Magazine article Perspectives on Language and Literacy

Diverse, Vulnerable Learners in Special Education: Policy and System Analysis to Improve Educational Quality

Magazine article Perspectives on Language and Literacy

Diverse, Vulnerable Learners in Special Education: Policy and System Analysis to Improve Educational Quality

Article excerpt

Our public schools are increasingly ethnically and racially diverse. The most recent report from the National Center for Education Statistics (NCES, 2019) on elementary and secondary public school students, using the following categories, documents from 2000 to 2015 the percentage of White students decreased from 61 to 49% and Black students from 17 to 15%. During the same period, Hispanic students increased from 16 to 26%, Asian/Pacific Islander students increased from 4 to 5%, Native Americans remained constant at 1%, and students documenting two or more races were recorded in 2015 at 3%. By 2027 these percentages are expected to be 45 for White students, 15 for Blacks, 29 for Hispanics, 6 for Asian/Pacific Islander, 1 for Native Americans, and 4 for students reporting two or more races (see Figure 1). This shifting diversity has major implications for the way that this society continues to structure its schools and the expected outcomes. Students from diverse backgrounds are particularly vulnerable for failure and some students (i.e., Blacks) have the worst outcomes of all the students in schools in the U.S.

The educational history of most culturally and linguistically diverse (CLD) learners in the U.S. has been a troubled and nearly intractable one, especially for students from Native, Hispanic, and African American groups. Looking past the painful periods of bondage (African Americans) or boarding schools (Native Americans), education for much of the past century for these groups has been characterized largely by segregation, scarcity of resources, insufficient instruction, restricted opportunities, and limited school success. Midway through the last century two major governmental actions occurred that were designed to remedy some of the noted shortcomings as well as to extend educational promise to another group of locked out youth, those with diversity profiled by ability differences (physical, cognitive), rather than principally race or ethnicity.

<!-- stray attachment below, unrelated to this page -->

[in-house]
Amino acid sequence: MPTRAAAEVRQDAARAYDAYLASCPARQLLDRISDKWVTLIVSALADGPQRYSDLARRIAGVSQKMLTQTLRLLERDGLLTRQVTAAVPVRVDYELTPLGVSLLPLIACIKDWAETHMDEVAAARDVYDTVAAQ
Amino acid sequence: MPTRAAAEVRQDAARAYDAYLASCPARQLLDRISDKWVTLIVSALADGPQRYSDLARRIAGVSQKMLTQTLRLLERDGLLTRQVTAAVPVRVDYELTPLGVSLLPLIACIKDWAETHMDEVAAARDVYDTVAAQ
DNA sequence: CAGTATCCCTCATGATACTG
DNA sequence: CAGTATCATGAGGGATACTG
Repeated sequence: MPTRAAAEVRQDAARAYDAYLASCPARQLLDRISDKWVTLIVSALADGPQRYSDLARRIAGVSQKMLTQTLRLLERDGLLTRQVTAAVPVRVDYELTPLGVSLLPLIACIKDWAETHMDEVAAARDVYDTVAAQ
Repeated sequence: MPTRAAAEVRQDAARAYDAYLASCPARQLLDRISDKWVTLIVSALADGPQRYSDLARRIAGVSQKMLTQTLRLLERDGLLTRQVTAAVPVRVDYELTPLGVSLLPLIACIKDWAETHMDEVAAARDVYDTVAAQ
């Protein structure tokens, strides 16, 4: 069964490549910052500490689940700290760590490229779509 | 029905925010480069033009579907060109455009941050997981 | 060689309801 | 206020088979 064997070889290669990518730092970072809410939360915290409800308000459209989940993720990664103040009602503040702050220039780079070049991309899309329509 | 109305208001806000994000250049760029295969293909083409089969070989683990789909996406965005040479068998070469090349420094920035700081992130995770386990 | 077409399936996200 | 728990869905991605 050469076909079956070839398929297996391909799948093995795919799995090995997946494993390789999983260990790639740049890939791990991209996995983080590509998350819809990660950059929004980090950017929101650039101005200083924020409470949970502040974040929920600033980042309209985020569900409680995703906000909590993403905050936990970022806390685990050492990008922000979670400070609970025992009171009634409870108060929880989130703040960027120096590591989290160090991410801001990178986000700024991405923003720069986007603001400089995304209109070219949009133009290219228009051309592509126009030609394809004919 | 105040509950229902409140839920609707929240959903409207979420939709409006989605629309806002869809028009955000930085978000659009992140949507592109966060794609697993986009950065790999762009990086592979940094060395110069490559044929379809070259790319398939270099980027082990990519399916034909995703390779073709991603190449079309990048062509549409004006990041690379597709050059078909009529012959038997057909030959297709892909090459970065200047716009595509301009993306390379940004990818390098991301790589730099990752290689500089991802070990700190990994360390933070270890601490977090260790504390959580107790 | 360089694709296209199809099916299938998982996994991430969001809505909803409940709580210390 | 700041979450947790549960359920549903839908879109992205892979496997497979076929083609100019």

Brown v. Board of Education

First, there was the U.S. Supreme Court ruling, Brown v. Board of Education, Topeka, Kansas, 1954. Prior to this ruling, Black children in certain locations, particularly in southern states where segregation was the law, often had to travel long distances past White schools to attend Black schools, which typically were underserved or under resourced compared to the White schools. In the North, Black children were subjected to "de-facto" segregation due to the fact that their families were forced to live in Black residential areas and their children were assigned to attend their "neighborhood" schools. In 1954 the court ruled that within public schools the doctrine of "separate but equal" had no place and that separate facilities were inherently unequal. The schools were to be integrated with all deliberate speed (Blanchett, Mumford, & Beachum, 2005).

Shortly after the Supreme Court ruled that school segregation by race was unconstitutional, White parents in the South began to form private schools, especially through the church, so that few, if any, White children remained to attend racially integrated schools. One particularly egregious example was Prince Edward County in the state of Virginia (Green, 2015). In the North, where schools were residentially segregated through governmental design of social engineering (Rothstein, 2017), a brief period of limited integration took place until the country succumbed to pressure of anti-integrationist and elected politicians such as Ronald Reagan, who insisted that the focus should be placed on improving the performance of minority students through upgrading their schools rather than through racial integration (Hannah-Jones, 2016). Although this position was welcomed by the majority of Whites (Hannah-Jones, 2019) and many Blacks (Shealey, Lue, Brooks, & McCray, 2005), it can be legitimately argued that this policy was misguided. Hannah-Jones points out that it was during this period of integration that racial minorities were making the most progress in school. …

Search by... Author
Show... All Results Primary Sources Peer-reviewed

Oops!

An unknown error has occurred. Please click the button below to reload the page. If the problem persists, please try again in a little while.